A Gift of Fire: Social, Legal, and Ethical Issues for Computers and the Internet

Front Cover
Pearson Education, 2003 - Computers - 464 pages
"A Gift of Fire" covers the challenges and implications of computer technology--and the responsibilities of professionals who design and use computer systems. Topics include privacy (data-collection and surveillance technologies and issues), freedom of speech, computer failures, intellectual property, hacking, critics of technology, and more.

Updated with new material throughout, this text continues to provide a comprehensive look at new issues. Intended for students preparing for careers in computer science and students in other fields interested in issues that arise from computer technology, this book can be used in both introductory and advanced classes about computing or technology. Recurring Themes

Controversies and alternative points of view such as privacy versus law enforcement, freedom of speech versus restricting content on the Internet, intellectual property protection versus access to information, and banning tools and technologies that have beneficial and harmful impacts.

Perspectives: Comparing risks and problems of computer technology with other technologies, non-computerized alternatives, and benefits of computers.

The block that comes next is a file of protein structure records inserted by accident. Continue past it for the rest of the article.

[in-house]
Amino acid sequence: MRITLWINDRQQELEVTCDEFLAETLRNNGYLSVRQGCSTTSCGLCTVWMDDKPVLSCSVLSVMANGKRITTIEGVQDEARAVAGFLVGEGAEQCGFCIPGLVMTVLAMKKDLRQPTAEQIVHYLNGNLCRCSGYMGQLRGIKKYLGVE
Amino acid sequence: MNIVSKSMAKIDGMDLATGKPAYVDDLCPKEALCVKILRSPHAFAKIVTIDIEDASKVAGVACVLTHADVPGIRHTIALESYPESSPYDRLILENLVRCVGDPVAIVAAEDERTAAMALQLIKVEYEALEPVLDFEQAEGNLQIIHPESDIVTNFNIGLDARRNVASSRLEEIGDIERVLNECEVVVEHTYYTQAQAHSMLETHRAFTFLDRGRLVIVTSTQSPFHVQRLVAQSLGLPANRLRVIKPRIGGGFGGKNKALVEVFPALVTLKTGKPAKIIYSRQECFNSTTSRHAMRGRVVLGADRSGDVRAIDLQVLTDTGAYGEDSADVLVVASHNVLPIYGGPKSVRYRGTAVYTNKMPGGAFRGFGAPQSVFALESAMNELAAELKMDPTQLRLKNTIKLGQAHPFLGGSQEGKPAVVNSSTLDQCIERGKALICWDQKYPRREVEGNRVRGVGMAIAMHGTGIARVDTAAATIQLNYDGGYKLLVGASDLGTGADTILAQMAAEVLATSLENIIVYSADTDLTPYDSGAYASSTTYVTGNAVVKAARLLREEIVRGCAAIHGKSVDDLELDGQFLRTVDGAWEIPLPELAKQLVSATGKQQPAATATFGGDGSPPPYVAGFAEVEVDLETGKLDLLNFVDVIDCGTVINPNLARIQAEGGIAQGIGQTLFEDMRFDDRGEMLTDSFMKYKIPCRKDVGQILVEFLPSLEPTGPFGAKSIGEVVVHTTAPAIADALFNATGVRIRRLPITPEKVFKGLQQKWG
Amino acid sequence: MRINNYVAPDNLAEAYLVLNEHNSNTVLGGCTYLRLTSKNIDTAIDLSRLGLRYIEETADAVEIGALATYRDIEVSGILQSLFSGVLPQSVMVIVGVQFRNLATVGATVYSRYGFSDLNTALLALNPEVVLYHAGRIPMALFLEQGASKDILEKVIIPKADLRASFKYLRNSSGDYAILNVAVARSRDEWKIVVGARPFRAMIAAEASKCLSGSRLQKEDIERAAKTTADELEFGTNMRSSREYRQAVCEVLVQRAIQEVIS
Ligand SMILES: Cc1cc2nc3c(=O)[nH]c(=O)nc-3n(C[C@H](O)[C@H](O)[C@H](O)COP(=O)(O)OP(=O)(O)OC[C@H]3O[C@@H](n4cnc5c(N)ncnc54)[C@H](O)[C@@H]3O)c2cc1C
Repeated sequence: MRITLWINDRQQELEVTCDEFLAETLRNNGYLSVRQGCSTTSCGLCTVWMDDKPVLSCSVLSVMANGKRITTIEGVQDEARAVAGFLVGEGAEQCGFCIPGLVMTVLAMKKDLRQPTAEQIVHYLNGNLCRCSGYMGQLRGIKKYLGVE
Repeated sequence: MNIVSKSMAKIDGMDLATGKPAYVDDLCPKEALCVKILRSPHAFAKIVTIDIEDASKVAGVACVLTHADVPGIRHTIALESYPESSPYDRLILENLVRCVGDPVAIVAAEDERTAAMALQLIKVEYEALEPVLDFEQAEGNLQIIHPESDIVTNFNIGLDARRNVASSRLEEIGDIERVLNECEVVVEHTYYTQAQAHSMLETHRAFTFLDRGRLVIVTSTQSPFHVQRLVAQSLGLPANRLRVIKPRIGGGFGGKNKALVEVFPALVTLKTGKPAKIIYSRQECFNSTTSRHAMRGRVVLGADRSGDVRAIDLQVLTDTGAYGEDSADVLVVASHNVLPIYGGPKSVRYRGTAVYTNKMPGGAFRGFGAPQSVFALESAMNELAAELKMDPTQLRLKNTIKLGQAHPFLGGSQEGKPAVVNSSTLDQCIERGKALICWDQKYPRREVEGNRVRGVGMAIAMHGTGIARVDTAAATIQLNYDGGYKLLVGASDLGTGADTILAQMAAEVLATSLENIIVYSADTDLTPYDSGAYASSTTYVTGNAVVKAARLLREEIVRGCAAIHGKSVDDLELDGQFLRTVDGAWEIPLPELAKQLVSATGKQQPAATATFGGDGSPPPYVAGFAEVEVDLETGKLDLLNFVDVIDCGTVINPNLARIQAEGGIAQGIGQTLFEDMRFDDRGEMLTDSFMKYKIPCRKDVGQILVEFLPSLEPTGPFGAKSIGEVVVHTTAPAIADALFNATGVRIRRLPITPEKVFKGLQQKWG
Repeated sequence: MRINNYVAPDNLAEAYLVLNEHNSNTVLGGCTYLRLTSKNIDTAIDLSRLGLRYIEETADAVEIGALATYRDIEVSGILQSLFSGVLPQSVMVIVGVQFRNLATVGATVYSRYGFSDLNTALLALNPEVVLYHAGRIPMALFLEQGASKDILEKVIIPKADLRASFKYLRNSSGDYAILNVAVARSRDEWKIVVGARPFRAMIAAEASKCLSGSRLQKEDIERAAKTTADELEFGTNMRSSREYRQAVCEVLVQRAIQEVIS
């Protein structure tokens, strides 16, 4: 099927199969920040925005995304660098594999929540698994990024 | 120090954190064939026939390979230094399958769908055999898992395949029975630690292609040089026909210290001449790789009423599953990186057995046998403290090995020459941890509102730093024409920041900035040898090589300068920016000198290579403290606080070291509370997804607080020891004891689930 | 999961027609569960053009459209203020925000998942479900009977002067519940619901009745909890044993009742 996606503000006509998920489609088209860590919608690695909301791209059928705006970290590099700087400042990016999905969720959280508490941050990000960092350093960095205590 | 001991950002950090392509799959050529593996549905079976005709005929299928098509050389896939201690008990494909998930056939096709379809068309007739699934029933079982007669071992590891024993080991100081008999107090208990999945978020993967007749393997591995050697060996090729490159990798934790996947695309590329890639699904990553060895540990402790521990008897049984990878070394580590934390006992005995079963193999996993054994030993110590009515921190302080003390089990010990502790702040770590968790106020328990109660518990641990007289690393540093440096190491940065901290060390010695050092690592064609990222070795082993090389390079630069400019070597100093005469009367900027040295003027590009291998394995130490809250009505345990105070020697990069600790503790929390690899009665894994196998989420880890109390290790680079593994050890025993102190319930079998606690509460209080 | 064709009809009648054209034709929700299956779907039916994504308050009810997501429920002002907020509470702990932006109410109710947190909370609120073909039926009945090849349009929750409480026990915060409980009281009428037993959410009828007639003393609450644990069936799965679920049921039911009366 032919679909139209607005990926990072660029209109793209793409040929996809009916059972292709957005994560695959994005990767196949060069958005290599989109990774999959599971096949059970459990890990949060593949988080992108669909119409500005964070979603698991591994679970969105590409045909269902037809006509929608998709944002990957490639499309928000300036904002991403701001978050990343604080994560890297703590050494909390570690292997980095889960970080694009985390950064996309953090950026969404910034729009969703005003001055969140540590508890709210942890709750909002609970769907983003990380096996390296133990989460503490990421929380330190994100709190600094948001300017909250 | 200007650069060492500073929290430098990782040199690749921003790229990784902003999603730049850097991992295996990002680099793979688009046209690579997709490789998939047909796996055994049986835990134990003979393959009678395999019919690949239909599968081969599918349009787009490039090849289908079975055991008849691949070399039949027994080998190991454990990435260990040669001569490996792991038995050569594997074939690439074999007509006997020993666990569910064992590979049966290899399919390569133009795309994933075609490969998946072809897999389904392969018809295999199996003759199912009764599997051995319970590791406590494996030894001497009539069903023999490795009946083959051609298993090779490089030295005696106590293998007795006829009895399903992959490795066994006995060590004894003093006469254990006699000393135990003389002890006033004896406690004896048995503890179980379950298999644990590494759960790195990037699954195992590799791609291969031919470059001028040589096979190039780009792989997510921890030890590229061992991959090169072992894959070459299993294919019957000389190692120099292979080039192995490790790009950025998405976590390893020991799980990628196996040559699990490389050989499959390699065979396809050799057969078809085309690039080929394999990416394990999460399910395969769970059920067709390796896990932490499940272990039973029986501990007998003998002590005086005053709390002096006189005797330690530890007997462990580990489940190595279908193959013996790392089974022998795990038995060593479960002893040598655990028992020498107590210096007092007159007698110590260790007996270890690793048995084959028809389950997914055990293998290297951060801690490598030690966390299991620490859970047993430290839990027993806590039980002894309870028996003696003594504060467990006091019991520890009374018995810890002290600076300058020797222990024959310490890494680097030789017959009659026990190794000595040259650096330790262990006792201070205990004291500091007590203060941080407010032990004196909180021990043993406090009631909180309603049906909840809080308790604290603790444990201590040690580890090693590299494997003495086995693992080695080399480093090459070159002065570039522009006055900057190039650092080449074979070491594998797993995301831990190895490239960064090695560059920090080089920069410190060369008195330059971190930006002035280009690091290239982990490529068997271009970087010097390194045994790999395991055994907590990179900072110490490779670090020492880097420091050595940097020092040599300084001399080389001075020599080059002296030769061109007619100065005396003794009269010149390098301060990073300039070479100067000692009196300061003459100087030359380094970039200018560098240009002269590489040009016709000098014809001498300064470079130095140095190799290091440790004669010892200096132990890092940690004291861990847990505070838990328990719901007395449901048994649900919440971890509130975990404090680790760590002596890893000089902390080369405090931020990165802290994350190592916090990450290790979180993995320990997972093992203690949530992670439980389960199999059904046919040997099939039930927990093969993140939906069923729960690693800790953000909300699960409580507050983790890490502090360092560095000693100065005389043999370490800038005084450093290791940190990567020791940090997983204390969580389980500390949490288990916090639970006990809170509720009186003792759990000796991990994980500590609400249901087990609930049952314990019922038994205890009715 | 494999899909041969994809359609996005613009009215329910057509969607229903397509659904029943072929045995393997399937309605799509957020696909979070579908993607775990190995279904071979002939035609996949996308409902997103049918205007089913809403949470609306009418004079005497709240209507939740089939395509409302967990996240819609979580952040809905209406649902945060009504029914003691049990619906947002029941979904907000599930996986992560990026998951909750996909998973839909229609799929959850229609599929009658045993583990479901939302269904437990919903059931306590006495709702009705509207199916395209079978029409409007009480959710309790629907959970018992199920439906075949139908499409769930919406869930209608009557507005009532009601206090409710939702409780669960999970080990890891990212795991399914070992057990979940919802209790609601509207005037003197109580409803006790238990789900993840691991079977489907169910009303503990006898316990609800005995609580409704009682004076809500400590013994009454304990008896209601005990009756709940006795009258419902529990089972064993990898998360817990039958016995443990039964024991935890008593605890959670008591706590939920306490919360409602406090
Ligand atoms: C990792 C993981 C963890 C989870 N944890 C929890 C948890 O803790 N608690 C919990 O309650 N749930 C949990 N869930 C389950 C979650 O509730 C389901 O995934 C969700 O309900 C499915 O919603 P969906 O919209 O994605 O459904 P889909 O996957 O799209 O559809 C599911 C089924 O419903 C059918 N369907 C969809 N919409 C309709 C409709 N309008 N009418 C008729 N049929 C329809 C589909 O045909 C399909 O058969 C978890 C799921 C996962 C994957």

Solutions to computer-related problem from technology, the market, management, education, and law. Instructional Tools

Hundreds of exercises, many based on real cases, many, suitable for class discussion or student presentations.

Instructor's Manual at http: //www-rohan.sdsu.edu/faculty/giftfire.

From inside the book

What people are saying - Write a review

Review: A Gift of Fire: Social, Legal, and Ethical Issues for Computers and the Internet

User Review  - Ruth Kyle-devendorf - Goodreads

Read for class. Had some interesting parts but I'm just not a computer nut! =) Read full review



10 other sections not shown

Other editions - View all

Common terms and phrases

About the author (2003)

Sara Baase is Professor Emeritus with the Department of Computer Science, San Diego State University, where she won awards for outstanding teaching. Her textbooks in computer science have been translated into several languages. Dr. Baase received her doctoral degree from the University of California, Berkeley.

Bibliographic information